This group includes children who were adopted from within the United States but who were not part of the foster care system at any time prior to the adoption. Some of these children may have deceased birth parents, or their birth parents voluntarily relinquished their rights and chose to make an adoption plan for them. These adoptions may be facilitated by a private adoption agency, or they may be arranged independently without an agency’s involvement. Though this type of adoption is often referred to as private domestic adoption, for the purposes of the survey, this group largely excludes adoptions from foster care that are facilitated by private agencies.16 Reliable data on trends in private domestic adoption are not available. According to the NSAP, as of 2007: (See Appendix Table 1 page 56.)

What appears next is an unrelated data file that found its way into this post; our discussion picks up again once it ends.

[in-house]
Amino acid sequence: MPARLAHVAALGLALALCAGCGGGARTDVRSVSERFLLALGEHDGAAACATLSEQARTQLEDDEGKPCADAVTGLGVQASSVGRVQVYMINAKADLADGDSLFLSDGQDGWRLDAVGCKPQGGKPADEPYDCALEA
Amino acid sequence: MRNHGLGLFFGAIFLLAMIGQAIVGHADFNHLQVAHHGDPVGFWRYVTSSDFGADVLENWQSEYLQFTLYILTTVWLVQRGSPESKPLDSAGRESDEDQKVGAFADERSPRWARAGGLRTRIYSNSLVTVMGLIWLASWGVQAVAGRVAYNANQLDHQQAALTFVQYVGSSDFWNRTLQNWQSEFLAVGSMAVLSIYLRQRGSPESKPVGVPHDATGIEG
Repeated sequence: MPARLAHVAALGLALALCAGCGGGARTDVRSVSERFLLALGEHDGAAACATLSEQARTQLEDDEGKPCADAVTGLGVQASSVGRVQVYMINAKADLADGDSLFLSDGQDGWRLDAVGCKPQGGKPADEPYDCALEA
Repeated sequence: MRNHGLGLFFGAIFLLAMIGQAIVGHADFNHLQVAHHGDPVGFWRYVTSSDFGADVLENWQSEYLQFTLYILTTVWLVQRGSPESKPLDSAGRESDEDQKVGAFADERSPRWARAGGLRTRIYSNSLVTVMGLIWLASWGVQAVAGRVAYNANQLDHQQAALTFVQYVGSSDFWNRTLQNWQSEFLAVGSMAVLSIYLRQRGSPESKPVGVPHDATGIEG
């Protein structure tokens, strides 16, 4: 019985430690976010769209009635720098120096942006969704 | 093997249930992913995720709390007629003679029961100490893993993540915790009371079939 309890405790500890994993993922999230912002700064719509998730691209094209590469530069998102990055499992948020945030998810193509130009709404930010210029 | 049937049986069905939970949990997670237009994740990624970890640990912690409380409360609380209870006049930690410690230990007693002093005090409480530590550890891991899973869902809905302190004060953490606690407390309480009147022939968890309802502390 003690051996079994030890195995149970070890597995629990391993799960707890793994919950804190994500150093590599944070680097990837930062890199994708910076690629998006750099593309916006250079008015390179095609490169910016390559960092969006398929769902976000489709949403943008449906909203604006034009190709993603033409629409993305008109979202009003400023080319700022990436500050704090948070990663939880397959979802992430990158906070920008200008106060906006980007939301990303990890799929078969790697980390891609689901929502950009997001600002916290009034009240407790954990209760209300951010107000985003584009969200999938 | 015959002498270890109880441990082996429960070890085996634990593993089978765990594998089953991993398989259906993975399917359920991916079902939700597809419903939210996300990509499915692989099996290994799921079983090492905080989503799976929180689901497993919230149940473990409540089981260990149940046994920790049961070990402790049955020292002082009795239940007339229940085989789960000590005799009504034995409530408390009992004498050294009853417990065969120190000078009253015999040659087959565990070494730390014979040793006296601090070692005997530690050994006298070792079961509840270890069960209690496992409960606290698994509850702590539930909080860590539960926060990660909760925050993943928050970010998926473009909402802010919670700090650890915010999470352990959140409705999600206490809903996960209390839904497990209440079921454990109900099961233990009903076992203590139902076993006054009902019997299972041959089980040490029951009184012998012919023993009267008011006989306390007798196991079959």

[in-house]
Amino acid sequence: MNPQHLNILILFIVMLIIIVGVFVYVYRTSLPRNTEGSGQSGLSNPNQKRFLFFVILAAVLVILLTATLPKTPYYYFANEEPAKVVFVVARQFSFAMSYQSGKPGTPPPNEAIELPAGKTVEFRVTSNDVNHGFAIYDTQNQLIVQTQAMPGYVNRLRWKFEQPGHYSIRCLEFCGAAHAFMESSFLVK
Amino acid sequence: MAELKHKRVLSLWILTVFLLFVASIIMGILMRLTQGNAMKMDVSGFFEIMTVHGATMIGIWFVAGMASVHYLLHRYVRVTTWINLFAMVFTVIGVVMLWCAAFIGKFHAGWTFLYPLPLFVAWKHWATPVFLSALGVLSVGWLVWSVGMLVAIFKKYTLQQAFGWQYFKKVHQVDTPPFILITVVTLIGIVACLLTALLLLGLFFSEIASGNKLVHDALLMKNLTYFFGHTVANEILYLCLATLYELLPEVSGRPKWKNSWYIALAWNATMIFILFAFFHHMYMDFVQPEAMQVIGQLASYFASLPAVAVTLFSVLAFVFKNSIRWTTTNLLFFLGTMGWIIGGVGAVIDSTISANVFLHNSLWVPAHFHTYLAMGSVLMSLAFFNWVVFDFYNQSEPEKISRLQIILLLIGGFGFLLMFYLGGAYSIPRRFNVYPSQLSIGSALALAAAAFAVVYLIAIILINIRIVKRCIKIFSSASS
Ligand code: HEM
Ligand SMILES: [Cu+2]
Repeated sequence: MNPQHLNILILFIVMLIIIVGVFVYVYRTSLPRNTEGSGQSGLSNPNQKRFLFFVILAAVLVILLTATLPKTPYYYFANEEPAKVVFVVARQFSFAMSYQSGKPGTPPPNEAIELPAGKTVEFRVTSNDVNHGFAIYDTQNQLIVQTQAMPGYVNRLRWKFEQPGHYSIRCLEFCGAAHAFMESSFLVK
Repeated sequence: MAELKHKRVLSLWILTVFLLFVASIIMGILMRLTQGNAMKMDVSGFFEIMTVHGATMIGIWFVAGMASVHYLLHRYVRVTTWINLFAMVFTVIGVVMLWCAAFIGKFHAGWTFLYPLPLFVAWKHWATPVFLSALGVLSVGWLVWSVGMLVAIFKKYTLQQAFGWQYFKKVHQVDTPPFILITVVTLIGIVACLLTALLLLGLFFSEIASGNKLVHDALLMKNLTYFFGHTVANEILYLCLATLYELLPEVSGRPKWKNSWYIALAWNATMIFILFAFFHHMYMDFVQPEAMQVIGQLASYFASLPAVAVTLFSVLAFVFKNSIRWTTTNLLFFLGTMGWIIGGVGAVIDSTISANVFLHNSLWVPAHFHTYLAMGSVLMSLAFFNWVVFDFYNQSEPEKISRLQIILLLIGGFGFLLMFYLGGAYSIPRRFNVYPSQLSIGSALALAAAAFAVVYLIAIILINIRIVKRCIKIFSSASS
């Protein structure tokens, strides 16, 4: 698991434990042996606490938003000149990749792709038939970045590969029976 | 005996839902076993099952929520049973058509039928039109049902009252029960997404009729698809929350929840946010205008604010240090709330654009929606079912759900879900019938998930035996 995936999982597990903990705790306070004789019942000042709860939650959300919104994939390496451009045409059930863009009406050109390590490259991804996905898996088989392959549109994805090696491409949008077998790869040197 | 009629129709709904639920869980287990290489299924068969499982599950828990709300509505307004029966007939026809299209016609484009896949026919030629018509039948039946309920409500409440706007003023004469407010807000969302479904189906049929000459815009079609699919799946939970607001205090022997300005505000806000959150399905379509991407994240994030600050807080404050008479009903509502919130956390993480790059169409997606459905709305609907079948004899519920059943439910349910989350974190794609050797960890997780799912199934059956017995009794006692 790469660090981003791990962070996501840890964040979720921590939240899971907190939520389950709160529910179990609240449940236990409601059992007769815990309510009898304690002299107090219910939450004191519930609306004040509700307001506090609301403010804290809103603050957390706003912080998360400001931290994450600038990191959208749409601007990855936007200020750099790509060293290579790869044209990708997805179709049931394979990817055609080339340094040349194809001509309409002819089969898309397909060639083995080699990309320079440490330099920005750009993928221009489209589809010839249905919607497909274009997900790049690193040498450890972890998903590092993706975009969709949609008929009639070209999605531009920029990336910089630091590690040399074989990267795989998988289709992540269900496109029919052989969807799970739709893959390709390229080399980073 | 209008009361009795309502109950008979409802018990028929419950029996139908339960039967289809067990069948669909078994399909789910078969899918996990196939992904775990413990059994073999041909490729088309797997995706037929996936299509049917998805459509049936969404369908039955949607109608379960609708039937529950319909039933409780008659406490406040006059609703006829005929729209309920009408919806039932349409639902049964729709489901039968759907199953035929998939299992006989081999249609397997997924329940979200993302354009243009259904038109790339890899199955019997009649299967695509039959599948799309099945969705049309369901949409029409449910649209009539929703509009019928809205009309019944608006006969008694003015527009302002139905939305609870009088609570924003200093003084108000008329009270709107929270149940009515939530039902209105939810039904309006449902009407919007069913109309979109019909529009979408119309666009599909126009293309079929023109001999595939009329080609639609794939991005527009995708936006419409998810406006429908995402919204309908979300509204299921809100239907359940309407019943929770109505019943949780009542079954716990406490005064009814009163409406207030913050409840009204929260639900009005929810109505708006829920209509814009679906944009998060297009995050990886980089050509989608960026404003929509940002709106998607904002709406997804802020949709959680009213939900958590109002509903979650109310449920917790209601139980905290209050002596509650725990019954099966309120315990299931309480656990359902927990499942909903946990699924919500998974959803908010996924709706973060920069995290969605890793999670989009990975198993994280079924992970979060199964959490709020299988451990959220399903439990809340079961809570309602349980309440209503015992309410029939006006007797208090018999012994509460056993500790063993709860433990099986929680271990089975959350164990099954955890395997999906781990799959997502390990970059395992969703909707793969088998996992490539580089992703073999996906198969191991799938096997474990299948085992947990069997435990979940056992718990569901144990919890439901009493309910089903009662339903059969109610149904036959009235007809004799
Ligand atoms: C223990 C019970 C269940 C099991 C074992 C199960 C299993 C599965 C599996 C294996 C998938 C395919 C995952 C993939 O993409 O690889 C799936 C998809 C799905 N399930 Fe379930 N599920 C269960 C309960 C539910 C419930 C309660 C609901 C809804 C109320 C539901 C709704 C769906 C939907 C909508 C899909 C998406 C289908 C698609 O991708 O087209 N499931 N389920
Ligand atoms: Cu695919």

- About 677,000, or 38 percent of adopted children, were adopted privately from sources other than foster care. Of these,
- 276,000, or 41 percent, were adopted by relatives.
- 301,000, or 44 percent, were adopted by someone who knew them prior to the adoption (including relatives).
- 218,000, or 32 percent, have special health care needs.
The majority of children adopted privately in the United States were placed with their adoptive family as newborns or when they were younger than one month old (62 percent).